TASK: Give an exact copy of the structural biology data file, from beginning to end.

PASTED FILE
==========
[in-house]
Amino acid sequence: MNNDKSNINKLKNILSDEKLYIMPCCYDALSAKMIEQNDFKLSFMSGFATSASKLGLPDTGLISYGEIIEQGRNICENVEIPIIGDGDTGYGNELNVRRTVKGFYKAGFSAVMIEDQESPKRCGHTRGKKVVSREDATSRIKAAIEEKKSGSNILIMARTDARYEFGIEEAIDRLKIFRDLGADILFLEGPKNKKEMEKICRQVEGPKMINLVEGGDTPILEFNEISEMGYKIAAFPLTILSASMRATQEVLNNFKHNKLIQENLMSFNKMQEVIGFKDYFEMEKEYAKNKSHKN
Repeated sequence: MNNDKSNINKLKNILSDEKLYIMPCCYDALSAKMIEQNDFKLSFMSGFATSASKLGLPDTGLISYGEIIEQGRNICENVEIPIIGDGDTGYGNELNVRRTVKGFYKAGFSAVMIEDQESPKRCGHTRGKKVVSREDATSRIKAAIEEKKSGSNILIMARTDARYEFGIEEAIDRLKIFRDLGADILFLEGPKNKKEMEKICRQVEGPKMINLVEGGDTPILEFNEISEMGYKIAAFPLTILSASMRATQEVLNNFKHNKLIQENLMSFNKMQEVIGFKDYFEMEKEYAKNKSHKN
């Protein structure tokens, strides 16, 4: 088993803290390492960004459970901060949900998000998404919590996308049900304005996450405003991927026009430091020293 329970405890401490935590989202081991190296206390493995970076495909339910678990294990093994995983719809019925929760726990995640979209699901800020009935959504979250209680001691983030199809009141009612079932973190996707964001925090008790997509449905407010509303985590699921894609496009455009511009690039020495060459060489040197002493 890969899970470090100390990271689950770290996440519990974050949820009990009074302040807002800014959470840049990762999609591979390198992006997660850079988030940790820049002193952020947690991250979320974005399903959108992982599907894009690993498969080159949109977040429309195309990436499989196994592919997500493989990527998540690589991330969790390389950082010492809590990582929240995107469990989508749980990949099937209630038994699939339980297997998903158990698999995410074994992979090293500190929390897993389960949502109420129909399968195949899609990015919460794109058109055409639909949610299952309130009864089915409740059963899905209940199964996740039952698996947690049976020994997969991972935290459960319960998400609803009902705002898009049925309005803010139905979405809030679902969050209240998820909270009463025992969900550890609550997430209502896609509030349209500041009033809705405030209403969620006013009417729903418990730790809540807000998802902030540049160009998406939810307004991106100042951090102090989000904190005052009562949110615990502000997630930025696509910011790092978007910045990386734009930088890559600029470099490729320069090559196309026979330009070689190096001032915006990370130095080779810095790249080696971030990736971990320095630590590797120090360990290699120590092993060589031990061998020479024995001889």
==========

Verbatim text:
[in-house]
Amino acid sequence: MNNDKSNINKLKNILSDEKLYIMPCCYDALSAKMIEQNDFKLSFMSGFATSASKLGLPDTGLISYGEIIEQGRNICENVEIPIIGDGDTGYGNELNVRRTVKGFYKAGFSAVMIEDQESPKRCGHTRGKKVVSREDATSRIKAAIEEKKSGSNILIMARTDARYEFGIEEAIDRLKIFRDLGADILFLEGPKNKKEMEKICRQVEGPKMINLVEGGDTPILEFNEISEMGYKIAAFPLTILSASMRATQEVLNNFKHNKLIQENLMSFNKMQEVIGFKDYFEMEKEYAKNKSHKN
Repeated sequence: MNNDKSNINKLKNILSDEKLYIMPCCYDALSAKMIEQNDFKLSFMSGFATSASKLGLPDTGLISYGEIIEQGRNICENVEIPIIGDGDTGYGNELNVRRTVKGFYKAGFSAVMIEDQESPKRCGHTRGKKVVSREDATSRIKAAIEEKKSGSNILIMARTDARYEFGIEEAIDRLKIFRDLGADILFLEGPKNKKEMEKICRQVEGPKMINLVEGGDTPILEFNEISEMGYKIAAFPLTILSASMRATQEVLNNFKHNKLIQENLMSFNKMQEVIGFKDYFEMEKEYAKNKSHKN
């Protein structure tokens, strides 16, 4: 088993803290390492960004459970901060949900998000998404919590996308049900304005996450405003991927026009430091020293 329970405890401490935590989202081991190296206390493995970076495909339910678990294990093994995983719809019925929760726990995640979209699901800020009935959504979250209680001691983030199809009141009612079932973190996707964001925090008790997509449905407010509303985590699921894609496009455009511009690039020495060459060489040197002493 890969899970470090100390990271689950770290996440519990974050949820009990009074302040807002800014959470840049990762999609591979390198992006997660850079988030940790820049002193952020947690991250979320974005399903959108992982599907894009690993498969080159949109977040429309195309990436499989196994592919997500493989990527998540690589991330969790390389950082010492809590990582929240995107469990989508749980990949099937209630038994699939339980297997998903158990698999995410074994992979090293500190929390897993389960949502109420129909399968195949899609990015919460794109058109055409639909949610299952309130009864089915409740059963899905209940199964996740039952698996947690049976020994997969991972935290459960319960998400609803009902705002898009049925309005803010139905979405809030679902969050209240998820909270009463025992969900550890609550997430209502896609509030349209500041009033809705405030209403969620006013009417729903418990730790809540807000998802902030540049160009998406939810307004991106100042951090102090989000904190005052009562949110615990502000997630930025696509910011790092978007910045990386734009930088890559600029470099490729320069090559196309026979330009070689190096001032915006990370130095080779810095790249080696971030990736971990320095630590590797120090360990290699120590092993060589031990061998020479024995001889």